Every so often, retailers and marketers realign their initiatives to fit ever-changing consumer trends. Each trend cycle seems to come and go quicker than we can keep track of. But there’s a not-so-new trend that most of us have taken part in that researchers are finally putting a name to: squad shopping.
In the digital age, the term squad shopping can take on different meanings. Dave Bruno of RetailWire defines squad shopping as “the use of video and/or screen-sharing technology to shop online with friends and family”. He theorizes that the trend may represent far more than a pandemic-fueled phenomenon targeting young women longing for social shopping connections.
But how? It’s no secret that many consumers seek validation when trying on clothes, shoes, or accessories in general. What may look good to us, may be seen through rose-colored lenses, so outside approval helps seal the deal.
Even if a consumer is home alone shopping online, there’s still a sense of community and approval that squad shopping platforms provide. The more validated a consumer is, the more likely they are to make a purchase.
The research fully backs up the need to launch such a platform. 54 percent of individuals interviewed by research firm Nielsen said they increased expenses in unplanned shopping in 2019, 80 percent of which said social recommendations like friends’ suggestions and social media groups stimulated those impulse purchases. Most of us are guilty of being persuaded into a purchase by peers, and retailers are clamoring to capitalize.
The concept of Squad Shopping originally made headlines when Former L’Oréal brand manager Elysa Kahn launched Squadded Shopping Party in May 2020 to encourage users to shop online with people in their network.
Verishop followed suit in December of 2020, with its own version.
Kahn enlisted the help of her father to create the platform by building a browser extension that allows its users to go shopping together on popular fashion e-commerce sites like Asos, Boohoo, Missguided, Na-kd and Pretty Little Thing. These retailers most resonate with Gen Z customers between 15 and 25, Kahn’s target audience. Other global early adopters of Squadded were Sephora France, Goddiva in the UK and Mia Jewelry in India, among others.
Chinese eCommerce has long been thriving, and retailers and marketers noticed the group shopping trend forming on the horizon for quite some time now.
The projected numbers for Chinese eCommerce in general are staggering. Over $413 billion (with a very big B) of goods will be sold through social e-commerce in China by 2022, an almost fivefold increase from $90 billion in 2017, according to consulting firm Frost & Sullivan.
Domenica di Lieto, chief executive of Chinese marketing consultancy Emerging Communications, expressed to Vogue Business that squad shopping is ubiquitous with Chinese culture, and human behavior in general.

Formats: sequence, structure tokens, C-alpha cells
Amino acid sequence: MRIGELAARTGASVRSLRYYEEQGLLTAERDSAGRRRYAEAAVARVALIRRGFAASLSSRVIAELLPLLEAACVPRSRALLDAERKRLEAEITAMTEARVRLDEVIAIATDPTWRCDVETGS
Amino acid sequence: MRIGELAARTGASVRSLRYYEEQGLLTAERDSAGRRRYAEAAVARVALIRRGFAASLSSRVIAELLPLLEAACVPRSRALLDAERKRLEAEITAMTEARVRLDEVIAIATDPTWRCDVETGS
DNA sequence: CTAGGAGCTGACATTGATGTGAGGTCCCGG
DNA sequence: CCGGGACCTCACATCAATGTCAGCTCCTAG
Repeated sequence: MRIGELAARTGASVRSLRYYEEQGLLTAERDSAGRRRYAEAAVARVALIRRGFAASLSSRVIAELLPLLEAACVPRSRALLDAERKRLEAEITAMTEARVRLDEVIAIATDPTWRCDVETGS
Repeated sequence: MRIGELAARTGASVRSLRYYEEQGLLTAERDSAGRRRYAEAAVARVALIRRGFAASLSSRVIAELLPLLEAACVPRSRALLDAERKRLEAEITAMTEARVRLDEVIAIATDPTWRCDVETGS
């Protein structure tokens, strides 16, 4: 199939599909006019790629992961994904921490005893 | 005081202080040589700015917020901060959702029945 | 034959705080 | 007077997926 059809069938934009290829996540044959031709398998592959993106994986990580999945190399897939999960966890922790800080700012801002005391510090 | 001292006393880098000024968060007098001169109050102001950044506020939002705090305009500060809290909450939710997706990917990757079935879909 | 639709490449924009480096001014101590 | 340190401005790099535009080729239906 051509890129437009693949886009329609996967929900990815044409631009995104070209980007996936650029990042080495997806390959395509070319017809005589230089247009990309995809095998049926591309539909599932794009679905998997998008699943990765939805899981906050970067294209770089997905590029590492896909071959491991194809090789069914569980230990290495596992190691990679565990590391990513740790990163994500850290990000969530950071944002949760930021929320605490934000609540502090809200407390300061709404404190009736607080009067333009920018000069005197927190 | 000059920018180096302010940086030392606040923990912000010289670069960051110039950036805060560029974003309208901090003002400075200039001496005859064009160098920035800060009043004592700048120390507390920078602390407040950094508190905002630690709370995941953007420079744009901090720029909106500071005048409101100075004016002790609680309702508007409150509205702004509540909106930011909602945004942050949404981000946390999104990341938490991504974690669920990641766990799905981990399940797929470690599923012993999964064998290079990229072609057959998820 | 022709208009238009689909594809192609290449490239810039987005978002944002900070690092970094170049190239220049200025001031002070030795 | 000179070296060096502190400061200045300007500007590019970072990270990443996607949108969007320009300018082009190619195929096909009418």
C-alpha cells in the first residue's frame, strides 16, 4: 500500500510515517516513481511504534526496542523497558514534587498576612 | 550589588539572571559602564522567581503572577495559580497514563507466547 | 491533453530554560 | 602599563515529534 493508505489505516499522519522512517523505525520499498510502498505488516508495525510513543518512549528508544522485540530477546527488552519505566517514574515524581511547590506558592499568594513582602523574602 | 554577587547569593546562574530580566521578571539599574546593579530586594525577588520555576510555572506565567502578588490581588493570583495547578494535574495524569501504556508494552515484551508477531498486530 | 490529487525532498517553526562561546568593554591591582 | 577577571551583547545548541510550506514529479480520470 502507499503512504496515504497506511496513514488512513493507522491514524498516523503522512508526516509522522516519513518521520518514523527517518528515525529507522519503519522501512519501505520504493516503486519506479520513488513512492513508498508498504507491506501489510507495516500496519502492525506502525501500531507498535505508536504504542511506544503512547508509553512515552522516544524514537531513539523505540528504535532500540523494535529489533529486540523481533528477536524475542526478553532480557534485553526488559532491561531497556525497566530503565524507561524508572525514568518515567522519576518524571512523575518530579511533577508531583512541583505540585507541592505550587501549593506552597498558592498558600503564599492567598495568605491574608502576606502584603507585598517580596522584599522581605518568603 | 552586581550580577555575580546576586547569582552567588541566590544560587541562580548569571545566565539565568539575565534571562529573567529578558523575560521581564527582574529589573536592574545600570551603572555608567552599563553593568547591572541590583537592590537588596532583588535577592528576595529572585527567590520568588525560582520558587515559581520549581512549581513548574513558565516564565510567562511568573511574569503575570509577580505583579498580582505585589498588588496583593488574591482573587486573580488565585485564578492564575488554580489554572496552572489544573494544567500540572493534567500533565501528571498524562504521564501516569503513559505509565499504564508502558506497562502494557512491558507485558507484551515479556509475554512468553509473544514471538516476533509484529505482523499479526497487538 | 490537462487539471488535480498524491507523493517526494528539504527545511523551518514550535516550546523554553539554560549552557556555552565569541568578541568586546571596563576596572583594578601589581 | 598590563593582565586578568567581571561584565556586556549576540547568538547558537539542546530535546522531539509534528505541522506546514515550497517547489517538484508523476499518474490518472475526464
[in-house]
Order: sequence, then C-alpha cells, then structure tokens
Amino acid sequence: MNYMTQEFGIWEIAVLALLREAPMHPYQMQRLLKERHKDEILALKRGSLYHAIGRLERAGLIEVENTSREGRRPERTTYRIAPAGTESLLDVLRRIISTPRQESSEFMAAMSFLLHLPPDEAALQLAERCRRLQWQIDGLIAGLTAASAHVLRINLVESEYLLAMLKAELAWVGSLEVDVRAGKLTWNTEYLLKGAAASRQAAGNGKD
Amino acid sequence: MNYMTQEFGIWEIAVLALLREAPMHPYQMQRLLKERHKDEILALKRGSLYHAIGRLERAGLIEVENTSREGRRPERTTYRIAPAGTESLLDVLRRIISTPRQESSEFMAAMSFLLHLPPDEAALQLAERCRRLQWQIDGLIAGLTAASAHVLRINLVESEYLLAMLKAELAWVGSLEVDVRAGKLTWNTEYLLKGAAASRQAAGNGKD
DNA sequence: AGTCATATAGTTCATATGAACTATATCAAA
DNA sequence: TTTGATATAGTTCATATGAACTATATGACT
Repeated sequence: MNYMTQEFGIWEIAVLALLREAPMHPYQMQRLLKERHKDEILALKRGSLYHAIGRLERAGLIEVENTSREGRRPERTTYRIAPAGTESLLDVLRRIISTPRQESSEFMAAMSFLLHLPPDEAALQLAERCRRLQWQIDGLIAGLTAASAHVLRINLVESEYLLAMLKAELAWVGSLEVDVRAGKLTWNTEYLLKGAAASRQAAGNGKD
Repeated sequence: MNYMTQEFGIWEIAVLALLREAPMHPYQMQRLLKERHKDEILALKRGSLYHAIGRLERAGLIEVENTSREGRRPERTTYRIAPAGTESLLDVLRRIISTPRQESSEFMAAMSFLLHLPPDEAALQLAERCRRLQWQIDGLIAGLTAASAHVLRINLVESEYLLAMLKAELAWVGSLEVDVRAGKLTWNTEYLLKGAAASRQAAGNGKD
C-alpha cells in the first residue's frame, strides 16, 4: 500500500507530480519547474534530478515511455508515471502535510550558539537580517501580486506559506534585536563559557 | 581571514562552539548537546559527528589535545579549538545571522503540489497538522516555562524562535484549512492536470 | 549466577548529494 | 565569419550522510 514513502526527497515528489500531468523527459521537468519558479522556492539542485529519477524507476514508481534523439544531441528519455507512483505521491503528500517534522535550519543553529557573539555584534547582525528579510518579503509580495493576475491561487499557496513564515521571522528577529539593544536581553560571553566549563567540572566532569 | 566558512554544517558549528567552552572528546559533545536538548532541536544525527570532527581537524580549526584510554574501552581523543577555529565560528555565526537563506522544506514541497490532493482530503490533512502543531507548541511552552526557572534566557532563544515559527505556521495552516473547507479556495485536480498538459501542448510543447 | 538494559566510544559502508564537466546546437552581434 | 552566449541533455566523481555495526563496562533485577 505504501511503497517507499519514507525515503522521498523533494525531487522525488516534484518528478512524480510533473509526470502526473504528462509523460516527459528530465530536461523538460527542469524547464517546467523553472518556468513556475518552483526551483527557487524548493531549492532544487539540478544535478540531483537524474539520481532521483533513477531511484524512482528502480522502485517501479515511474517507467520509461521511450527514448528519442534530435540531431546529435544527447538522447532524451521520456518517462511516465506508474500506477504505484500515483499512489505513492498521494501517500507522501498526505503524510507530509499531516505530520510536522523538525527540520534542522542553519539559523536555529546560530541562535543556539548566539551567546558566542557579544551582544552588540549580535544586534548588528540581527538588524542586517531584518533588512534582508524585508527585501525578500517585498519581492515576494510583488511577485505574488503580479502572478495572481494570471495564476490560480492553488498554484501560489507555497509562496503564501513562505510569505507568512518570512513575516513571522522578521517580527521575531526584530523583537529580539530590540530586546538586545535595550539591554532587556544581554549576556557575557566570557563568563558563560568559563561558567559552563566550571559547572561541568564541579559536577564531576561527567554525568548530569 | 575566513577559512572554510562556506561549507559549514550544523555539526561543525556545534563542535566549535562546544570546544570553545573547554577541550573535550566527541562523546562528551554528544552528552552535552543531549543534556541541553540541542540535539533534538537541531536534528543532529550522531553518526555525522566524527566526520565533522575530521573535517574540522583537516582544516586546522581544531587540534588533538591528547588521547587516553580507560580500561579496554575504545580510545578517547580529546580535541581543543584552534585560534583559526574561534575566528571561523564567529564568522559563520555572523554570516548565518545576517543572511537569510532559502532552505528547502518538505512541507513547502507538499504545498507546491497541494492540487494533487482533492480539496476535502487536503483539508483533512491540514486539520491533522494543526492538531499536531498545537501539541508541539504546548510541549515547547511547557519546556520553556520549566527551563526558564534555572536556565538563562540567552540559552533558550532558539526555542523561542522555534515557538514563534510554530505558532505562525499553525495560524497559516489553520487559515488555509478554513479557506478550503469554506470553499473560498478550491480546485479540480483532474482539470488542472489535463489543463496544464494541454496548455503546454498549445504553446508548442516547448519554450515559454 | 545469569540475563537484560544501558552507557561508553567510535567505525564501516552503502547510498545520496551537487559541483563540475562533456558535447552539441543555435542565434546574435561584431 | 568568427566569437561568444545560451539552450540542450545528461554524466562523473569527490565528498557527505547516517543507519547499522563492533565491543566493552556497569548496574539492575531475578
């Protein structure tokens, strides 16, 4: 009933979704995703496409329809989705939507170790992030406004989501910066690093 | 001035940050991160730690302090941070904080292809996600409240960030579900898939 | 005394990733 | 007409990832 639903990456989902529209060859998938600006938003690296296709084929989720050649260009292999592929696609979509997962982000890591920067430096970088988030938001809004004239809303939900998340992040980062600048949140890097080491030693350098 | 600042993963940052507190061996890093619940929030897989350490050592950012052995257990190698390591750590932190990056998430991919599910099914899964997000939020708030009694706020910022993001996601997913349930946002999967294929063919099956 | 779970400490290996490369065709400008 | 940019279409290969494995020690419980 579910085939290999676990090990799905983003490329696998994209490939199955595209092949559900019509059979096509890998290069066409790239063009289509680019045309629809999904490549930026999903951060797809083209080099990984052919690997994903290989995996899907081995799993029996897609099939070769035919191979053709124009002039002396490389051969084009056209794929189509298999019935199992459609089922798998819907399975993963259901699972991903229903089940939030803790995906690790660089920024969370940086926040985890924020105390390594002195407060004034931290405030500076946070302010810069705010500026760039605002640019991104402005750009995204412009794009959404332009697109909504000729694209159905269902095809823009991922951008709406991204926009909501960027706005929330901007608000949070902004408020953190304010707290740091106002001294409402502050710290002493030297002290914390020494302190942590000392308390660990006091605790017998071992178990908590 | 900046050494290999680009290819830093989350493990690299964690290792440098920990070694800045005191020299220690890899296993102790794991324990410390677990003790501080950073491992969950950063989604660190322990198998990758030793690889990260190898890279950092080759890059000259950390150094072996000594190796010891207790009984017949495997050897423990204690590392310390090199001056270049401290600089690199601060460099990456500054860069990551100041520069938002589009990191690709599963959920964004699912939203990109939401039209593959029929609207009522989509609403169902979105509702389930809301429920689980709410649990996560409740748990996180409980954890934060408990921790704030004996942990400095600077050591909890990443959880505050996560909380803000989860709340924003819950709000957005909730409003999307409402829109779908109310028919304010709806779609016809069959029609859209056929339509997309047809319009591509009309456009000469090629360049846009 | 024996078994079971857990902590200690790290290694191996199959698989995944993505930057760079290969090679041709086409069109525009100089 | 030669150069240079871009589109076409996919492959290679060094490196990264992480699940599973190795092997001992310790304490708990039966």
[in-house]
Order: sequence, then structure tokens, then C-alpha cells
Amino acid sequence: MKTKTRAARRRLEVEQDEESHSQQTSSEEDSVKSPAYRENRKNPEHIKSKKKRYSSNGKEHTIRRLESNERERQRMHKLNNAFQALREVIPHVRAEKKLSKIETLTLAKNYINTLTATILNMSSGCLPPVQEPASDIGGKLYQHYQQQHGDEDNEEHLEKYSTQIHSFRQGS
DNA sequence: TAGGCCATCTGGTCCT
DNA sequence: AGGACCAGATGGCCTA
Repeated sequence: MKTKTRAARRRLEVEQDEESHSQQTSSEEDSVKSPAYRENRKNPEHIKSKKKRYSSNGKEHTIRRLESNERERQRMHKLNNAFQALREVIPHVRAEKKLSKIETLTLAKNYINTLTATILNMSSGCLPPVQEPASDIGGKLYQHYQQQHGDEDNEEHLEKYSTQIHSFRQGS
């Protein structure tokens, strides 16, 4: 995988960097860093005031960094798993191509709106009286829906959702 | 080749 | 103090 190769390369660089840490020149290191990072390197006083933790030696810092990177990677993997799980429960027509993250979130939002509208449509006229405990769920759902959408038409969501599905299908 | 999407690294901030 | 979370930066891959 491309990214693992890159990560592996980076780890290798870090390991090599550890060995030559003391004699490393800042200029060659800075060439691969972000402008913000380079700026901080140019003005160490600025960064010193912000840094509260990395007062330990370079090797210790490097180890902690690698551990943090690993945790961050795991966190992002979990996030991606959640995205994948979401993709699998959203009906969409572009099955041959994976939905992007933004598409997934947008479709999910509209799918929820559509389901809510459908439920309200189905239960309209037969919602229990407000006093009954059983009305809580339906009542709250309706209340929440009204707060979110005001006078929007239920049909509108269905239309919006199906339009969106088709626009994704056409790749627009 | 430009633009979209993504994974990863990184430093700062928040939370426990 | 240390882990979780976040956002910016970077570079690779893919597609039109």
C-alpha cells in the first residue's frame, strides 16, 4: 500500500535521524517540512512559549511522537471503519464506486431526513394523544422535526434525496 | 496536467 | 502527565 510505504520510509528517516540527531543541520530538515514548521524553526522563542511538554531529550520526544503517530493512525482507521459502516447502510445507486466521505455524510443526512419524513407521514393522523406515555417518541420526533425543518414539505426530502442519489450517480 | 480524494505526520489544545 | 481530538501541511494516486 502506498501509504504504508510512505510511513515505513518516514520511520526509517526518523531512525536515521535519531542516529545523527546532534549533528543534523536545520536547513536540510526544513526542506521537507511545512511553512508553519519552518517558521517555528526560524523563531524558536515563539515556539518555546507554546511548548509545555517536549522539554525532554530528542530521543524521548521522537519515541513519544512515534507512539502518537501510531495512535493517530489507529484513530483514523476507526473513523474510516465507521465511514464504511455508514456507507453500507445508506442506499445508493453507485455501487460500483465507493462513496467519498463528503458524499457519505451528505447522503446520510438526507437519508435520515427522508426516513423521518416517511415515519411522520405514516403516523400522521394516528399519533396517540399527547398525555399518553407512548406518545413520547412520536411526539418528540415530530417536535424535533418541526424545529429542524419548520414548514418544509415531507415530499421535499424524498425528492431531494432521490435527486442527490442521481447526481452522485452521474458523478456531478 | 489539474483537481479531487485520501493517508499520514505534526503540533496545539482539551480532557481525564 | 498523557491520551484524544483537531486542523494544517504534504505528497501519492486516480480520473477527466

Here’s where the cash comes in. Shanghai-based firm Pinduoduo was founded back in 2015, and encourages users to form shopping squads on social media to group-buy items. The more consumers that are interested in buying a product, the lower the price goes. The app
is the second most popular e-commerce platform in China behind Alibaba’s Taobao with an impressive seven-day retention rate of 77 percent, the highest of any shopping website in the country. Pinduoduo even roughly translates as “together, we get more”. And they’re exactly correct.
Moreover, the Covid-19 pandemic allowed JD.com to see a major boost in group shopping. According to Jiarui Liu, head of JD’s social group e-commerce initiative, sales in social group e-commerce, tracked separately from sales on its websites, in the first quarter of 2020 has exceeded that of the entire year of 2019.
Riding the wave of these numbers, JD.com enlisted in China Youth Travel Service, one of China’s leading travel agencies, on an initiative that offers tour guides part-time roles as “JD shopping guides” in popular WeChat groups.
The pandemic was a catalyst for the squad shopping movement. Online group activities in general skyrocketed as we were cooped up indoors. In March of last year, Netflix introduced Netflix Party, a feature that lets users watch shows simultaneously with friends. In a similar breath, Instagram’s Co-Watching feature allows users on the site to virtually scroll with followers.
Retailers caught wind of this trend. Soon after Netflix and Instagram’s launch came the aforementioned Squadded Shopping Party. Next came retailers from the wedding industry, a sector that was particularly crushed by the pandemic. Bridesmaid brand Birdy Grey is launching a new social shopping tool for bridesmaids to pick their favorite styles, track each other’s purchases and share pictures of how they would look in a dress via a virtual try-on.
This is just the tip of the iceberg for what is most likely going to come out of the group shopping trend. Psychologically speaking, (my credentials are nonexistent, btw) birds of a feather flock together. But the issue in the west could be that there is no consolidated feather to flock under.
One of the biggest challenges is that in the West, there’s no such all-in-one omnipresent social commerce app, like there is in China. So it’s going to get increasingly difficult to track these habits, and their KPIs. Plus, economically speaking, it appears as if we’re heading to a slowdown in frivolous spending due to a purported recession. Regular shopping is going to take a hit, which means that we might see numbers fluctuate regarding group shopping.
Squad shopping is an embodiment of basic human needs; validation, and instant gratification. This communal sense of approval significantly impacts conversions, and so long as this is the case, retailers will continue to innovate and research for more efficient and simple ways to squad shop.